Upatre: Old Dog, New [Anti-Analysis] Tricks

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Malware authors must constantly iterate on their techniques in order to stay relevant in today’s fast moving Information Security environment. The Upatre downloader has been around for nearly three years and has consistently evolved its anti-analysis capabilities to better ensure payload delivery. Using Palo Alto Networks AutoFocus, we identified several thousand functionally identical Upatre binaries with unique hashes that exhibited unusual anti-analysis behaviors. We dove into the most recent phishing campaign to identify the new anti-analysis routines designed to maneuver around behavioral analysis systems.

Diving In

Upatre’s new technique takes advantage of undocumented NtQuerySystemInformation structures. It attempts to call the ZwQuerySystemInformation API a few times to determine the idle time of the system. The ZwQuerySystemInformation API takes a SYSTEM_INFORMATION_CLASS as an argument for what to query. There are several options to query for, all with respective structures.


ZwQuerySystemInformation Function Specification

Upatre first calls ZwQuerySystemInformation querying for the SYSTEM_PROCESSOR_PERFORMANCE_INFORMATION with a value of 0x0008.




Screenshot Showing Upatre’s Anti-Analysis Technique in Assembly

The first call returns 0xC0000004 for STATUS_INFO_LENGTH_MISMATCH. On Windows 7 this successfully returns the size of the buffer required for the structure on the top of the stack. On Windows XP it returns 0 on the top of the stack for the ReturnLength. Upatre checks the ReturnLength by performing a shift-right by 2 and testing if the resulting value is 0.


Windows 7 returning the ReturnLength on the top of the stack

On Windows 7 Upatre calls ZwQuerySystemInformation again with the same SYSTEM_INFORMATION_CLASS 0x0008 and including the appropriate parameters to receive the structure into a buffer. If the function fails, Upatre exits.


Windows 7 Second Call to ZwQuerySystemInformation

Upatre then checks the second dword of the IdleTime to see if it is above 1 and if it is not, it exits. This value is the processor’s “total idle time, measured in units of 100-nanoseconds”[1] This check is designed to make sure that the system Upatre is running on has had a sufficient amount of idle time like a real system might have and not an analysis system.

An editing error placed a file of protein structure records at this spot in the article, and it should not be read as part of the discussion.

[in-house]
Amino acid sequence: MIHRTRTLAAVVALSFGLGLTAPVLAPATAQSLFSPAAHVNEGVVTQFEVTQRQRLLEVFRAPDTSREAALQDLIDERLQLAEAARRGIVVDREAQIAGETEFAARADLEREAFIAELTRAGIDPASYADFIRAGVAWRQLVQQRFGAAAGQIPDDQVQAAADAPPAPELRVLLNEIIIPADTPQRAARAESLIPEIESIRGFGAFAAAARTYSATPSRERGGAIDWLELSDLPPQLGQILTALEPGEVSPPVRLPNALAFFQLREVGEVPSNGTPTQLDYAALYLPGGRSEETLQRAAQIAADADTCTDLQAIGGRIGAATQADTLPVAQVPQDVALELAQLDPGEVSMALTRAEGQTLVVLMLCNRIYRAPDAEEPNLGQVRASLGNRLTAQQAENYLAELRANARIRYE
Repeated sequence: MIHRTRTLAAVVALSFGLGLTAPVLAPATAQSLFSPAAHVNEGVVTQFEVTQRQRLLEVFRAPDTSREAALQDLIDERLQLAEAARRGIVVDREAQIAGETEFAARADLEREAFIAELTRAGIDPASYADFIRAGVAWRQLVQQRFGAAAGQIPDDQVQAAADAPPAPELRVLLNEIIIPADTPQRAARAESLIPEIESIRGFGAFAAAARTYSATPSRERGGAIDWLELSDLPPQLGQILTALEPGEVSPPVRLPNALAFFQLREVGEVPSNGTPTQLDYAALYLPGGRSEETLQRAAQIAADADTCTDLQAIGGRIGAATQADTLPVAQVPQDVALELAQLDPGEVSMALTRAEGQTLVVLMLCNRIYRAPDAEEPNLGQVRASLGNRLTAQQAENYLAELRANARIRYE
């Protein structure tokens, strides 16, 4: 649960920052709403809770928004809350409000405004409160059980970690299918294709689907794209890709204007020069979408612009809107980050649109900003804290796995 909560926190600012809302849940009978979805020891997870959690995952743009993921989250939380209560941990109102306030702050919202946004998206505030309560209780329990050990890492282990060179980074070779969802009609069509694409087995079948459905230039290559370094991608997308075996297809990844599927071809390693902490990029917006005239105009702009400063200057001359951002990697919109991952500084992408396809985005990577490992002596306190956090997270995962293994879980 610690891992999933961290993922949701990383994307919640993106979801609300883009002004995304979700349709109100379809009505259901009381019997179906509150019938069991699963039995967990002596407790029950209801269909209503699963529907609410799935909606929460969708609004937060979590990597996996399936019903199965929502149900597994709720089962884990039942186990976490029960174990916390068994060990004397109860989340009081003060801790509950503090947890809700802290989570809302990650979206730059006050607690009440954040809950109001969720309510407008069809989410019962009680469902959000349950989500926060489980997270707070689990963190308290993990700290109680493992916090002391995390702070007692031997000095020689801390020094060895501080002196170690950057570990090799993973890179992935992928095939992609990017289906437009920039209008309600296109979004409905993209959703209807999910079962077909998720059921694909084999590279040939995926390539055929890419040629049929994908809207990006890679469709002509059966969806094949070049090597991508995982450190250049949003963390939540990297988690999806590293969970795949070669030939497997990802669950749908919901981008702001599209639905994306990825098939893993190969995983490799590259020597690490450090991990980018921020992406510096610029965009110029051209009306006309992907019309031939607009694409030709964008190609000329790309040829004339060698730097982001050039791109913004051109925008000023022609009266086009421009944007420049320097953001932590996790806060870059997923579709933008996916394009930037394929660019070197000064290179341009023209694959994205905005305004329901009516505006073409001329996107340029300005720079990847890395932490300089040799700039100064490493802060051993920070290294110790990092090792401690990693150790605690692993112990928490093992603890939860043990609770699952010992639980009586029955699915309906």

Windows7 Comparing IdleTime to 1

On Windows XP Upatre uses a different SYSTEM_INFORMATION_CLASS for the second call. It queries for the SYSTEM_PERFORMANCE_INFORMATION with a value of 0x0002 and tests to make sure the API successfully completed. If it doesn’t complete, Upatre exits.


Upatre Querying ZwQuerySystemInformation for SYSTEM_PERFORMANCE_INFORMATION on WindowsXP

The SystemPerformanceInformation is an undocumented structure, but thanks to Matt Graeber’s research we can see that it holds the following information:



Upatre checks the second dword of idleProcessTime to make sure that the IdleProcessTime is above 2.

Example Sample:



Each of the techniques described above attempts to identify hosts which exhibit evidence of being part of a malware analysis system. WildFire, the Palo Alto Networks behavioral analysis system identifies these techniques and properly executes the malware to determine a malicious verdict.

Upatre continues to be distributed through mass phishing campaigns and relies heavily upon social engineering tactics to fool users into opening malicious attachments. Users should always be suspicious of all e-mail attachments, but especially those that they have received from senders they do not regularly communicate with.


November 16th Phishing Campaign: the subject and filename of this campaign were unique per recipient.


Related Hashes



Upatre Command and Control Servers


[1] Nebbett, G. (2000). Windows NT/2000 native API reference. Indianapolis, IN: Macmillan Technical Pub.

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